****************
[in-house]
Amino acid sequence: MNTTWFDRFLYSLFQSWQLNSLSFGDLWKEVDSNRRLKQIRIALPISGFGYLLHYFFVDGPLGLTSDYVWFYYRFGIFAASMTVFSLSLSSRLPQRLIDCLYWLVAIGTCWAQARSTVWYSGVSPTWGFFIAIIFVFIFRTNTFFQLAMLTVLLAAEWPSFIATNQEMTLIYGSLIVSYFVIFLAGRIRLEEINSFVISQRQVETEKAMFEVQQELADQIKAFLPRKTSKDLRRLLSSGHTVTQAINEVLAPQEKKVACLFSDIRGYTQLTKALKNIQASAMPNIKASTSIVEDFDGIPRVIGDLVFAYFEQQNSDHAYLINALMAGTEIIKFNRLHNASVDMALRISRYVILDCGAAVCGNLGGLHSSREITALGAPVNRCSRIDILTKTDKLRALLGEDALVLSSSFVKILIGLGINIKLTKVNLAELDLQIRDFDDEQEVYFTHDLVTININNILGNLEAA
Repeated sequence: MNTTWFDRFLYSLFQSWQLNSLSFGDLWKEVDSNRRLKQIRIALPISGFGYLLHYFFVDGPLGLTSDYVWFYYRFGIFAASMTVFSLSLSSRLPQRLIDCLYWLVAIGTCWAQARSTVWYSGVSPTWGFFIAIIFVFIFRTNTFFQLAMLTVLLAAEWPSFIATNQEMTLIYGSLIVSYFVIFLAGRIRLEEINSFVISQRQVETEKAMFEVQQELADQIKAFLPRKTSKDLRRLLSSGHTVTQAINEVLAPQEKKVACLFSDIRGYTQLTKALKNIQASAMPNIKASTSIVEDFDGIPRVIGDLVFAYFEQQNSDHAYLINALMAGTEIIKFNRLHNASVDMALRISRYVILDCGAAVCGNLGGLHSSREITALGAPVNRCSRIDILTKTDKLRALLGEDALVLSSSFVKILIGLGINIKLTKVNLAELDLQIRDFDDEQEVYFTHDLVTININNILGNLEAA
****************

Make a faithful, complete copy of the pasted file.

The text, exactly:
[in-house]
Amino acid sequence: MNTTWFDRFLYSLFQSWQLNSLSFGDLWKEVDSNRRLKQIRIALPISGFGYLLHYFFVDGPLGLTSDYVWFYYRFGIFAASMTVFSLSLSSRLPQRLIDCLYWLVAIGTCWAQARSTVWYSGVSPTWGFFIAIIFVFIFRTNTFFQLAMLTVLLAAEWPSFIATNQEMTLIYGSLIVSYFVIFLAGRIRLEEINSFVISQRQVETEKAMFEVQQELADQIKAFLPRKTSKDLRRLLSSGHTVTQAINEVLAPQEKKVACLFSDIRGYTQLTKALKNIQASAMPNIKASTSIVEDFDGIPRVIGDLVFAYFEQQNSDHAYLINALMAGTEIIKFNRLHNASVDMALRISRYVILDCGAAVCGNLGGLHSSREITALGAPVNRCSRIDILTKTDKLRALLGEDALVLSSSFVKILIGLGINIKLTKVNLAELDLQIRDFDDEQEVYFTHDLVTININNILGNLEAA
Repeated sequence: MNTTWFDRFLYSLFQSWQLNSLSFGDLWKEVDSNRRLKQIRIALPISGFGYLLHYFFVDGPLGLTSDYVWFYYRFGIFAASMTVFSLSLSSRLPQRLIDCLYWLVAIGTCWAQARSTVWYSGVSPTWGFFIAIIFVFIFRTNTFFQLAMLTVLLAAEWPSFIATNQEMTLIYGSLIVSYFVIFLAGRIRLEEINSFVISQRQVETEKAMFEVQQELADQIKAFLPRKTSKDLRRLLSSGHTVTQAINEVLAPQEKKVACLFSDIRGYTQLTKALKNIQASAMPNIKASTSIVEDFDGIPRVIGDLVFAYFEQQNSDHAYLINALMAGTEIIKFNRLHNASVDMALRISRYVILDCGAAVCGNLGGLHSSREITALGAPVNRCSRIDILTKTDKLRALLGEDALVLSSSFVKILIGLGINIKLTKVNLAELDLQIRDFDDEQEVYFTHDLVTININNILGNLEAA